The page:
Scientists and the Ethics of Cold War Weapons Research

Sarah Bridger, Columbia University<br>PACHS 2008 Dissertation Research Fellow

Chemical Heritage Foundation, Brown Bag Lecture

Tuesday, October 28, 2008 12:00 pm EDT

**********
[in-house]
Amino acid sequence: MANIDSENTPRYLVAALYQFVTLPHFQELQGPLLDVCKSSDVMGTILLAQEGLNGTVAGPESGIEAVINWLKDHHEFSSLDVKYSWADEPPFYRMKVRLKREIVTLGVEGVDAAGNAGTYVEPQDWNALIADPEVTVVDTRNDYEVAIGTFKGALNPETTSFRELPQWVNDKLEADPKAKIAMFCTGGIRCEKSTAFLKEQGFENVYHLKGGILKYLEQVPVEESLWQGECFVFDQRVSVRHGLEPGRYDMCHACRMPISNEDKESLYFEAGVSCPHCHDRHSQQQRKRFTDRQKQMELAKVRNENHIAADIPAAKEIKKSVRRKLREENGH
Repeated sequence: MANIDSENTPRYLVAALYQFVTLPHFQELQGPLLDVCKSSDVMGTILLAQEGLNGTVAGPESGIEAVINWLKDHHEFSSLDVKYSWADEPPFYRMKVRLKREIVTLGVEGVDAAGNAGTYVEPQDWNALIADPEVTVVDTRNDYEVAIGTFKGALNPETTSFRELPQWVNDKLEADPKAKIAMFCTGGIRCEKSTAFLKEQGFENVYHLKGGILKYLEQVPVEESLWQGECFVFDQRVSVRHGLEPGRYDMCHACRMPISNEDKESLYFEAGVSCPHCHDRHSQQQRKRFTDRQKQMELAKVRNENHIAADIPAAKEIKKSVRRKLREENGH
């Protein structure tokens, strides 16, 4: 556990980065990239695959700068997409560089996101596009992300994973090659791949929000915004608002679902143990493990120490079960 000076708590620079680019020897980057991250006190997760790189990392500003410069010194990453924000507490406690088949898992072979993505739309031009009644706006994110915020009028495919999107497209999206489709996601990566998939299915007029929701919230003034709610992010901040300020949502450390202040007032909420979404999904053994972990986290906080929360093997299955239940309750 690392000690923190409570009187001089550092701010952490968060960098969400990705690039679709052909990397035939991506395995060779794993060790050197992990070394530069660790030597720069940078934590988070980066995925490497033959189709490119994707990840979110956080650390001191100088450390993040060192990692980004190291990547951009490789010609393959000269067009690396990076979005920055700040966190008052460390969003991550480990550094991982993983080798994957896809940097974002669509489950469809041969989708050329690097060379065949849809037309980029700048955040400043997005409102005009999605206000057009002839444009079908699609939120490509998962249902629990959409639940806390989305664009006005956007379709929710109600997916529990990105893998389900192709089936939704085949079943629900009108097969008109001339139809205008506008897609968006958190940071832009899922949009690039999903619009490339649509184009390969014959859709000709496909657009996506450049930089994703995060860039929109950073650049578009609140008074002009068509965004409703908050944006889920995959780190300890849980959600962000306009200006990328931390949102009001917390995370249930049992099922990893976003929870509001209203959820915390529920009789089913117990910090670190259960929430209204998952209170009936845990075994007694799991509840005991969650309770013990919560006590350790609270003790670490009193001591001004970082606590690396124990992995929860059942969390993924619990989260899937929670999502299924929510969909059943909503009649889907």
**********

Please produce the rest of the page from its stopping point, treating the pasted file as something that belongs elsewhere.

Time: 12:00 - 1:00 p.m. Place: 6th Floor Conference Room, Chemical Heritage Foundation The success of the Manhattan Project and the devastation caused by the atomic bomb raised complicated ethical problems for physicists and chemists whose work had military applications. This talk tracks the political and ethical debates that accompanied the development of cold war weapons systems, as well as the political and economic factors that shaped weapons research itself. Key topics that arose after the Soviet launch of Sputnik include the expansion of presidential science advising and science education in the late 1950s, scientists and nuclear proliferation during the Eisenhower and Kennedy years, biochemical weapons and the Vietnam War, scientists and the “military-academic complex” in the late 1960s and early 1970s, command-and-control technology and the Massachusetts defense industry in the 1970s and early 1980s, and the growth of defense research during the Reagan years. Sarah Bridger is a Ph.D. candidate in U.S. history at Columbia University. She holds a one-month Dissertation Research Fellowship from the Philadelphia Center for History of Science. She received her B.A. in history from Brown University and her M.A. and M.Phil. from Columbia. Her interests include cold war political and intellectual history and labor history. Prior to graduate school, Sarah investigated police misconduct cases in New York City.